Head to Head: Super Streetfighter IV vs Blazeblue: Calamity Trigger

Had to be done really! This battle actually has extra relevance since I am one of the poor residents of the EU, Blazblue wasn’t released until 9 months after the US, which was a little over a month ago!! So it wasn’t given a significant amount of time to grow it’s userbase, whereas SSFIV has now come and steamrollered everything! well, everything except for FIFA world cup…

In any case, I figured that it would be a good idea to try and compare the 2 and see how the stack up. For the TL:DR answer (and remember this is just my opinion) the better game is blazblue. By a long country mile!!!
But that wouldn’t be much of a comparison so after the jump, I have listed the points which one game has over the other!

Advantage: Super Streetfighter IV

  • Bigger character roster: no getting around this one. SSFIV has a total of 36 characters to choose from. That’s 3 times the size of the Blazblue crew! And each one plays sufficiently different from one another so there’s no complaints of copy characters even if their moves are incredibly similar, except maybe shotos…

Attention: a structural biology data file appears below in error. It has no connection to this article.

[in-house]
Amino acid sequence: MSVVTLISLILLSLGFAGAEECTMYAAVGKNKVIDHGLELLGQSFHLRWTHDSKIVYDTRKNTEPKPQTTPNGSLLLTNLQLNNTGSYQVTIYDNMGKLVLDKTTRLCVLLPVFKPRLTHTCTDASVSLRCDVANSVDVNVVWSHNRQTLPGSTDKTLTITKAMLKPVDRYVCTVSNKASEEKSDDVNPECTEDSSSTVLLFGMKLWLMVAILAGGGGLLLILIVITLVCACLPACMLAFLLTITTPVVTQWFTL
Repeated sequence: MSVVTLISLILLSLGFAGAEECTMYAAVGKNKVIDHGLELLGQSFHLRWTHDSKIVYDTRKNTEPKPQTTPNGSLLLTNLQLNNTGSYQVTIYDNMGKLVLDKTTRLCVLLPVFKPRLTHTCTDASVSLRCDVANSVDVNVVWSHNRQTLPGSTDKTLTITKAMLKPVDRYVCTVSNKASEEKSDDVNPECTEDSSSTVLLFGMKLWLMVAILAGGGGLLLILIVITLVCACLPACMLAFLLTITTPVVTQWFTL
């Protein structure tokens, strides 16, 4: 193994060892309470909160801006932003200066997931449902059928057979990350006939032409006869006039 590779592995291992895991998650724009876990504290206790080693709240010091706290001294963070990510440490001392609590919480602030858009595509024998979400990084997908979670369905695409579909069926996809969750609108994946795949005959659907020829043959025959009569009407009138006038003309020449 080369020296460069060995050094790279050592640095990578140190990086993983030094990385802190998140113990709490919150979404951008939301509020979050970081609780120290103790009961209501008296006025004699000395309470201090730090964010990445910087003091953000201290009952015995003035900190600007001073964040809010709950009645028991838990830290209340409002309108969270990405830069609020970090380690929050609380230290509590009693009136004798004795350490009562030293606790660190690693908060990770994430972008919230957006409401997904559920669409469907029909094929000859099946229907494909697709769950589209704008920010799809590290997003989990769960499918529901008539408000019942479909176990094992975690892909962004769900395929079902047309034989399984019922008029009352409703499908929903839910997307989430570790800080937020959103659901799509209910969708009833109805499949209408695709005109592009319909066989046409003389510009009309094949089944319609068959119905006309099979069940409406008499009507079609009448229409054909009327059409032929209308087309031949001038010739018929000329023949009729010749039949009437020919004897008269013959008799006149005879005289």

• Familiarity: This is a big one too. I don’t think there’s a video gamer alive who does not know at least one of the Streetfighter 2 cast in this game! They set the standards for other beat em ups and playing with them just feels like coming home
  • No entry level requirement: Capcom tried really hard to make SFIV accessible to everyone, from the complete noobs to pro players. That has carried on in SSFIV so even if you get your ass handed to you by an excellent player, you don’t feel as though you’ll never get to be that good.
    With Blazblue, it can be very intimidating for new players to pick up. It’s not as bad as streetfighter 3 3rd strike (which is still probably the most hardcore beat em up out there) but it’s easy to see how new players can be scared off by watching high end matches (they’re way more interesting than SSFIV matches tho)
  • Fairly basic mechanics: SSFIV doesn’t give you much in terms of tools to fight with. Aside from the standard and special moves, there are the ex moves, supers, ultras and focus attacks. Heck, you only need to worry about 2 bars aside from your health. Compare that to blazblue, where you can have up to 4 bars to keep track of!! As a result, one could argue that SSFIV is more “pure” in terms of it’s combat.